Riding with Kabelo has provided us with invaluable bonding sessions

– mojaki rammoneng

4. H&H: What do you like most and least about your bike?

MR: I have a lot more likes than dislikes, hence I haven’t sold it yet. The things I like most are:

  1. My bike is a DCT.  Riding a bike with an automatic transmission makes a world of a difference especially when I go off-road.  It gives me confidence and takes away a lot of things that would otherwise run through your mind during a ride..  On a manual transmission bike I would worry if I am in the correct gear; if I might stall the engine. I would also have to constantly wonder if I need to drop a gear in order to get more power.  All those thoughts are not particularly conducive to a safe riding environment.  The environment in an off-road situation can change in a heart beat and riders need to focus on staying upright more than anything else. 
  2. I only need to service my AfricaTwin Adventure every 12000kms. This is a much longer interval than most brands.  I like that I can ride for much longer periods without having to frequently take my bike in.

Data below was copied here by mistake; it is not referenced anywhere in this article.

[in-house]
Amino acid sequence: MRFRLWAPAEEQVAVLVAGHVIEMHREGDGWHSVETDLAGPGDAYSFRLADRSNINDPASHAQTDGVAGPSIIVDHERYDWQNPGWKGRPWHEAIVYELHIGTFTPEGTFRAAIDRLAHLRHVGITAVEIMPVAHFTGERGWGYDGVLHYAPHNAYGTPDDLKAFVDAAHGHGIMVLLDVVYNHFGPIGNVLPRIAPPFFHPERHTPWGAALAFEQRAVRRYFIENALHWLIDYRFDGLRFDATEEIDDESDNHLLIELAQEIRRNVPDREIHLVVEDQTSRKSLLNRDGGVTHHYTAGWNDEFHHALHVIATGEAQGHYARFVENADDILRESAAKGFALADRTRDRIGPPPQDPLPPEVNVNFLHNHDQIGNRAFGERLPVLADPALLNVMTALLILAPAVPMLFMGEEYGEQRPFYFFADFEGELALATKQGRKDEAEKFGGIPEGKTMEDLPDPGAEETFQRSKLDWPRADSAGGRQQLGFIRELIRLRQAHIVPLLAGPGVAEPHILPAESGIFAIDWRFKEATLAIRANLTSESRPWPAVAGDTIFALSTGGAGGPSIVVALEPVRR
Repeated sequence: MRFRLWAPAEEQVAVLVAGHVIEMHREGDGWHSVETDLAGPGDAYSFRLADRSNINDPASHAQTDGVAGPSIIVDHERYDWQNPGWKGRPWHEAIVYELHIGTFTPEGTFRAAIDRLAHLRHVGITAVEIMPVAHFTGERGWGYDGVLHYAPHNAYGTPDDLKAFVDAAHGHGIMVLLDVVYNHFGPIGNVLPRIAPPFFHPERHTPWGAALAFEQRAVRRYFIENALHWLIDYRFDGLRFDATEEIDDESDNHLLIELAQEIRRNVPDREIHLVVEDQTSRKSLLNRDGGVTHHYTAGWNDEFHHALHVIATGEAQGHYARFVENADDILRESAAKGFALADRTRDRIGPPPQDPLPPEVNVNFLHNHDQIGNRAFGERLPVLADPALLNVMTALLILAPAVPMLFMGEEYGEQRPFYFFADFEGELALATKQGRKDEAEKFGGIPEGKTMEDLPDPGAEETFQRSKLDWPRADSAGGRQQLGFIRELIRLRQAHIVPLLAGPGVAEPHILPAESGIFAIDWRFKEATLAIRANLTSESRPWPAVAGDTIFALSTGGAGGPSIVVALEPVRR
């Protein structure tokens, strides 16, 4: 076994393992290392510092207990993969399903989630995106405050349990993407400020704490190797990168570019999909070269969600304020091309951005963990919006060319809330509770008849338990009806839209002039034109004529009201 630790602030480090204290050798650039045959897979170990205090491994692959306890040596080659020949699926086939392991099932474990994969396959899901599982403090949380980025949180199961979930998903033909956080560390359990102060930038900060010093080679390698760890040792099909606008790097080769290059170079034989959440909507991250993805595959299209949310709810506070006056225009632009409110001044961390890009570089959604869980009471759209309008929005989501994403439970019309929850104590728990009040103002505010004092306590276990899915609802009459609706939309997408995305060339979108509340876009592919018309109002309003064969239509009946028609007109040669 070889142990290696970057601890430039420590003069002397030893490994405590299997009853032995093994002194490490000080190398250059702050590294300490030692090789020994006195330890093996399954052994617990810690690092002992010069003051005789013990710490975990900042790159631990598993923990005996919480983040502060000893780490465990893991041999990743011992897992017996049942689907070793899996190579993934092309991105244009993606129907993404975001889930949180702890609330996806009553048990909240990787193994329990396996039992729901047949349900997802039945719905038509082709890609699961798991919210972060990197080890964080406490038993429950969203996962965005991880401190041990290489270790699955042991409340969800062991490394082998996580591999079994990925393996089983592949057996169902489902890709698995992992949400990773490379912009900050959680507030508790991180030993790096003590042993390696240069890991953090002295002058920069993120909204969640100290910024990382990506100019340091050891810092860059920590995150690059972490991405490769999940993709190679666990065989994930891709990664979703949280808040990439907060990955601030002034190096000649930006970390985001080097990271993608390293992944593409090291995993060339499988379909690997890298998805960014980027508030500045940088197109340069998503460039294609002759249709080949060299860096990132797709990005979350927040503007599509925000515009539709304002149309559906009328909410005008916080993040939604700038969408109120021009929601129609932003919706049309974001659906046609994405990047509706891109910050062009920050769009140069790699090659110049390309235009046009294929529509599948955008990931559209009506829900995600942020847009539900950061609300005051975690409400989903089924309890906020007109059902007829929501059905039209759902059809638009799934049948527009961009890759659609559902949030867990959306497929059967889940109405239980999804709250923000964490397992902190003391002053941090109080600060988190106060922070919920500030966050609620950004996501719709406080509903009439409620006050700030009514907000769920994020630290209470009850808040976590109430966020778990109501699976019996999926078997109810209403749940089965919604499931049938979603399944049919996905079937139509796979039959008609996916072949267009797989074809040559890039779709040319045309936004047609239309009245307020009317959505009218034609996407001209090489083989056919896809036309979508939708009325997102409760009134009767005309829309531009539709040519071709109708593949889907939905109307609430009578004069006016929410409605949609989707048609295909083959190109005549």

3. Cost of ownership is “wallet-friendly”.
  4. My AfricaTwin Adventure is incredibly comfortable, a feature whis comes in handy when I go on long haul rides.  I have hardly ever arrived at a distination with a sore back. 

The only think I dislike about my bike is that it is now what I would consider an older model.  It lacks the latest rider-aids and technologies such as heated grips and cruise control. 

I’ve learnt to enjoy my own company and often have the most enlightening conversations with myself!

– Mojaki Rammoneng

5. H&H: When you initially started out, how did Tumi feel about you taking up on 2-wheels?